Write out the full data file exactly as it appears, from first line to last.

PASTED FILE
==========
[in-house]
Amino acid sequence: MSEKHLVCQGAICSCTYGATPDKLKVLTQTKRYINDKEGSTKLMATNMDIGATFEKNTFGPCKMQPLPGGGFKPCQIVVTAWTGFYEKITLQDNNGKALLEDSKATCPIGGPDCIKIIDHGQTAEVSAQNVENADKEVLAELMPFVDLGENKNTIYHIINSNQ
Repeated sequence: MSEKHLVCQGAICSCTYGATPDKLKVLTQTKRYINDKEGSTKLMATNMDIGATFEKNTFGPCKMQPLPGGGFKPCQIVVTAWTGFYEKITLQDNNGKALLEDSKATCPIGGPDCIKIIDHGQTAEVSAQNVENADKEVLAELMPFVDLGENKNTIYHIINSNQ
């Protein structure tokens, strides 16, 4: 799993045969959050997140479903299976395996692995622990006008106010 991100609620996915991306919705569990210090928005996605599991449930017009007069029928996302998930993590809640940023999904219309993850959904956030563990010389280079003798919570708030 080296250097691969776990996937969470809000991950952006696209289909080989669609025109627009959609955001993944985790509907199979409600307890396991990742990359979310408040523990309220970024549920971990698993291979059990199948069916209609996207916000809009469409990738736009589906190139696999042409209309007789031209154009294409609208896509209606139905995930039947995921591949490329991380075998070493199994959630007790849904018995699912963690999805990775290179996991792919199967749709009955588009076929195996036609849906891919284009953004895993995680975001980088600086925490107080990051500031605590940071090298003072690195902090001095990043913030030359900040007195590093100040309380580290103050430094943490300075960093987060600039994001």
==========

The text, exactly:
[in-house]
Amino acid sequence: MSEKHLVCQGAICSCTYGATPDKLKVLTQTKRYINDKEGSTKLMATNMDIGATFEKNTFGPCKMQPLPGGGFKPCQIVVTAWTGFYEKITLQDNNGKALLEDSKATCPIGGPDCIKIIDHGQTAEVSAQNVENADKEVLAELMPFVDLGENKNTIYHIINSNQ
Repeated sequence: MSEKHLVCQGAICSCTYGATPDKLKVLTQTKRYINDKEGSTKLMATNMDIGATFEKNTFGPCKMQPLPGGGFKPCQIVVTAWTGFYEKITLQDNNGKALLEDSKATCPIGGPDCIKIIDHGQTAEVSAQNVENADKEVLAELMPFVDLGENKNTIYHIINSNQ
């Protein structure tokens, strides 16, 4: 799993045969959050997140479903299976395996692995622990006008106010 991100609620996915991306919705569990210090928005996605599991449930017009007069029928996302998930993590809640940023999904219309993850959904956030563990010389280079003798919570708030 080296250097691969776990996937969470809000991950952006696209289909080989669609025109627009959609955001993944985790509907199979409600307890396991990742990359979310408040523990309220970024549920971990698993291979059990199948069916209609996207916000809009469409990738736009589906190139696999042409209309007789031209154009294409609208896509209606139905995930039947995921591949490329991380075998070493199994959630007790849904018995699912963690999805990775290179996991792919199967749709009955588009076929195996036609849906891919284009953004895993995680975001980088600086925490107080990051500031605590940071090298003072690195902090001095990043913030030359900040007195590093100040309380580290103050430094943490300075960093987060600039994001």